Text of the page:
Aung San Suu Kyi holds first formal meeting with Myanmar's new government

Updated On: Jul 26, 2011

Myanmar's pro-democracy leader Aung San Suu Kyi has held her first formal meeting with a minister of the country's new civilian government.

She spoke with Labour and Social Welfare Minister Aung Kyi on Monday in talks that lasted just over an hour.

Suu Kyi had met Aung Kyi several times before, during her years under house arrest. Aung Kyi previously served as a liaison for Myanmar's military government, and visited Suu Kyi while she was in detention. But this is the first time Suu Kyi has met a senior official since her release from house arrest last year, following the country's national elections.

The minister described the talks as positive. According to the minister, the two discussed the rule of law and ways to eliminate misunderstandings in the interests of the good of the country and the people.

Suu Kyi has repeatedly appealed for political dialogue in Myanmar, criticising the military's failure to establish democracy even after last year's elections. But her previous initiatives have never gotten far, and the current government recently warned her to stop all political activities and cautioned against her travelling outside Yangon.

Report: Myanmar's Suu Kyi holds rare talks with minister [Reuters, 25 July 2011]

In November 2010, Myanmar held its first elections in over 20 years. But Suu Kyi was excluded from elections and her political supporters boycotted the vote. Military-backed parties won by far the largest number of seats. The country's generals said the poll marked a transition to democracy, but it has been criticised by opposition groups and Western nations as a sham.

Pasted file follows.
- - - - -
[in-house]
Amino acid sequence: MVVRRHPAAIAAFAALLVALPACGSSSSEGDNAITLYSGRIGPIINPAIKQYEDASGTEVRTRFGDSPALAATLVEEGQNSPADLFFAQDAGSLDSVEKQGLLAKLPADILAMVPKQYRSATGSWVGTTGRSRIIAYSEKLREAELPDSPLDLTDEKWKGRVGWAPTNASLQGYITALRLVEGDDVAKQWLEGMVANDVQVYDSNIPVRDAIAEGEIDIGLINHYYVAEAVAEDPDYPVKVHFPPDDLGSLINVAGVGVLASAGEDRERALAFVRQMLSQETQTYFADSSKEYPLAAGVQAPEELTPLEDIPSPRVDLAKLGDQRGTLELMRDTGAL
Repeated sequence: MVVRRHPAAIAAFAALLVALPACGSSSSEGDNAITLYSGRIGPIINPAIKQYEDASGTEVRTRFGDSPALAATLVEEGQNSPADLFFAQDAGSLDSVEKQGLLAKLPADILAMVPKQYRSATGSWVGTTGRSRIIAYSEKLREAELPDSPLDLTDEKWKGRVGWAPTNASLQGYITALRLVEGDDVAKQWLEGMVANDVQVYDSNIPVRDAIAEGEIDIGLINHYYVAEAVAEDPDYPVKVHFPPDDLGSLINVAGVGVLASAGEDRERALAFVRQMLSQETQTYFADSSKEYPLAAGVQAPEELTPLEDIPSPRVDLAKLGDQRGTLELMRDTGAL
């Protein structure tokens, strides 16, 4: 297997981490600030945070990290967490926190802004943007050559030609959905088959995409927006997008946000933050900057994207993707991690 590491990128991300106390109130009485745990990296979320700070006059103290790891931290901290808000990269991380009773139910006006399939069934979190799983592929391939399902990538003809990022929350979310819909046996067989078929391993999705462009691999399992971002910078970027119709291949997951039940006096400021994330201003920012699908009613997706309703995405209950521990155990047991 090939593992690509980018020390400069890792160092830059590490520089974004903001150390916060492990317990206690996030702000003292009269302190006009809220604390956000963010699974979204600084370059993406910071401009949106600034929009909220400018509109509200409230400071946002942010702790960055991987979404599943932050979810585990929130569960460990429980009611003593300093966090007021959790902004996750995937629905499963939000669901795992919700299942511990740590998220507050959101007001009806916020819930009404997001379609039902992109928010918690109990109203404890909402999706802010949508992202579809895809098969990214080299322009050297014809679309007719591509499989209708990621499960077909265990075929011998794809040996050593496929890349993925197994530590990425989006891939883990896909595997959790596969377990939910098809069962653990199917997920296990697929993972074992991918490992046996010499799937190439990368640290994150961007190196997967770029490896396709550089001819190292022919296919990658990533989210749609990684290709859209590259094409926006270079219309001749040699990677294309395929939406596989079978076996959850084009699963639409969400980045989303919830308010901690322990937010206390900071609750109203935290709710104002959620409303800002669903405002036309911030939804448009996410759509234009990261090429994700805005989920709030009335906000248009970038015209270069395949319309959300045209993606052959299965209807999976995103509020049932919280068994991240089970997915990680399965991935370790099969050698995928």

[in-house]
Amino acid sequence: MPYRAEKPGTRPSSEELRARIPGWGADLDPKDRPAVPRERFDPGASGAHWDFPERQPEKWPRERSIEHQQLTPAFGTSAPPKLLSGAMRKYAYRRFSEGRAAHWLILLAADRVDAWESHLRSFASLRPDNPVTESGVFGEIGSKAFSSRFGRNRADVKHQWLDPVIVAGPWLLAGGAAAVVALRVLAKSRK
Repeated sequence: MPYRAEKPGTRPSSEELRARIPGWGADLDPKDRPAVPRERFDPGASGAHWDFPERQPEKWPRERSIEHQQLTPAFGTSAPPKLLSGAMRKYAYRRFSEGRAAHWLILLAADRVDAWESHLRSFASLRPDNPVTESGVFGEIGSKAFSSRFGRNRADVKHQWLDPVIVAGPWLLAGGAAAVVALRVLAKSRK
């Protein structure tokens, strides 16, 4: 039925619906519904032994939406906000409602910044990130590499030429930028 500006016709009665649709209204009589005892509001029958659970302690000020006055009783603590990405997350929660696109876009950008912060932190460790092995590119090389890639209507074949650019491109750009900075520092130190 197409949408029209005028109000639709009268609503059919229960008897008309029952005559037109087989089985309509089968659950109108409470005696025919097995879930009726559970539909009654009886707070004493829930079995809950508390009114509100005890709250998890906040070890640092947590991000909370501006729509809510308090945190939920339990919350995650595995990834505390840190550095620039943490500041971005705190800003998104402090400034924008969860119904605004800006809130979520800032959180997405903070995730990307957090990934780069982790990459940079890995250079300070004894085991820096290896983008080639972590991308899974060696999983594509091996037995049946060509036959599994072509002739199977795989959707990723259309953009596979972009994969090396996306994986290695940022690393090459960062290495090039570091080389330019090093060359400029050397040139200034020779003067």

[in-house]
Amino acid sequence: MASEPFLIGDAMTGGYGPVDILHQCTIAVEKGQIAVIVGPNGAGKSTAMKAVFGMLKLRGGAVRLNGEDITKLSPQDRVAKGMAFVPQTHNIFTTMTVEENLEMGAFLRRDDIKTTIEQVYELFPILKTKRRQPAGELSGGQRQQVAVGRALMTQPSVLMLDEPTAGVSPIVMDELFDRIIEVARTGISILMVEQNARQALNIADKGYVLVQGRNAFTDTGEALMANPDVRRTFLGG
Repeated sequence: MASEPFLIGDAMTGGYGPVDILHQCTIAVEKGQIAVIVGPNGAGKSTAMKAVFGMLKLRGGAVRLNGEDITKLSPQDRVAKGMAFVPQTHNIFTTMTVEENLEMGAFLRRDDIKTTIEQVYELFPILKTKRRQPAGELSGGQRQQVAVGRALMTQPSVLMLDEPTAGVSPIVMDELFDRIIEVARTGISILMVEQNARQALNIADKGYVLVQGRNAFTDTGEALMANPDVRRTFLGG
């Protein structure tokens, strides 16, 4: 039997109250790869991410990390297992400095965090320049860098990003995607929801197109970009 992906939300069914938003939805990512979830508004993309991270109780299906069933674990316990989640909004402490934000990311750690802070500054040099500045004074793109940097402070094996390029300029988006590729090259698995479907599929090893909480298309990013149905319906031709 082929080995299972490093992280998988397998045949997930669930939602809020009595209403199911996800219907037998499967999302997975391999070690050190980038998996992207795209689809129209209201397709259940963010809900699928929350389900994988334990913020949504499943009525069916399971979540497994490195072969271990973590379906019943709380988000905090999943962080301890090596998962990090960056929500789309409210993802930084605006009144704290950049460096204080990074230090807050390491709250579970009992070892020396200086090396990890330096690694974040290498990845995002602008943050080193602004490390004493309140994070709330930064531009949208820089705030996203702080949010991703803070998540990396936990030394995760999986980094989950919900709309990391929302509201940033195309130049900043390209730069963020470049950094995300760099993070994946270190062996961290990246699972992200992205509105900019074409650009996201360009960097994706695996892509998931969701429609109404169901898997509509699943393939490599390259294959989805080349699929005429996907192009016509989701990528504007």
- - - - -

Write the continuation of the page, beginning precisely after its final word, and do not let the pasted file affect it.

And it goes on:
The elected civilian government that took office in March is led by retired military figures, and the constitution ensures the military retains dominance.

Suu Kyi's National League for Democracy party won a resounding victory in Myanmar's last elections in 1990, but was kept from power by the military junta. She has spent much of the past 20 years under house arrest, and was only released shortly after last year's vote.

Report and Analysis: Aung San Suu Kyi meets government minister Aung Kyi [BBC News, 25 July 2011]

Asked what she thought of Monday’s meeting, Suu Kyi said: “We expect results that are beneficial for the country and the people.”

Commenting on the talks, U.N. Secretary-General Ban Ki-moon released a statement welcoming the meeting and also encouraged future dialogue. Ban also urged Myanmar to release political prisoners in the country.

Report: Ban calls on Myanmar to consider ‘early action’ on release of prisoners [UN News Agency, 25 July 2011]

The meeting came just days after US. Secretary of State Hillary Clinton called for dialogue between Myanmar's government and the pro-democracy camp at last week's ASEAN summit in Indonesia.

Myanmar hopes to hold ASEAN’s rotating chair in 2014. It is possible that Myanmar aims to deflect international opposition to the idea from countries like the US by showing a softer stance towards Suu Kyi.

Report and Analysis: Burma Democracy Leader Aung San Suu Kyi Meets Government Official[Voice of America, 25 July 2011]

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